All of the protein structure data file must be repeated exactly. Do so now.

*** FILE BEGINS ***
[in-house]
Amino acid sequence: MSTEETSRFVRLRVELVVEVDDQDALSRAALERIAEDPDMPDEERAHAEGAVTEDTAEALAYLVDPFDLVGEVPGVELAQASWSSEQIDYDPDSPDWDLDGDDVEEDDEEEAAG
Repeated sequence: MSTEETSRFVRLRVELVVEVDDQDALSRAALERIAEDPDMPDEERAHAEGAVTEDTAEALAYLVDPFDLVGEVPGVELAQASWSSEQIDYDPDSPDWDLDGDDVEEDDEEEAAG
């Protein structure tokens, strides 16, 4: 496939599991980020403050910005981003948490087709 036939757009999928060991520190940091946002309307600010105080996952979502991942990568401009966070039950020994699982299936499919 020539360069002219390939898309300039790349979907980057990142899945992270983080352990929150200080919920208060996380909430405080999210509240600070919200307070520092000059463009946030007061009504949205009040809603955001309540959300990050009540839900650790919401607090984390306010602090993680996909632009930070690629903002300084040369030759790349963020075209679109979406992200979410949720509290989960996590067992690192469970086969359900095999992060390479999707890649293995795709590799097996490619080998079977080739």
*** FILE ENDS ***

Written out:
[in-house]
Amino acid sequence: MSTEETSRFVRLRVELVVEVDDQDALSRAALERIAEDPDMPDEERAHAEGAVTEDTAEALAYLVDPFDLVGEVPGVELAQASWSSEQIDYDPDSPDWDLDGDDVEEDDEEEAAG
Repeated sequence: MSTEETSRFVRLRVELVVEVDDQDALSRAALERIAEDPDMPDEERAHAEGAVTEDTAEALAYLVDPFDLVGEVPGVELAQASWSSEQIDYDPDSPDWDLDGDDVEEDDEEEAAG
């Protein structure tokens, strides 16, 4: 496939599991980020403050910005981003948490087709 036939757009999928060991520190940091946002309307600010105080996952979502991942990568401009966070039950020994699982299936499919 020539360069002219390939898309300039790349979907980057990142899945992270983080352990929150200080919920208060996380909430405080999210509240600070919200307070520092000059463009946030007061009504949205009040809603955001309540959300990050009540839900650790919401607090984390306010602090993680996909632009930070690629903002300084040369030759790349963020075209679109979406992200979410949720509290989960996590067992690192469970086969359900095999992060390479999707890649293995795709590799097996490619080998079977080739």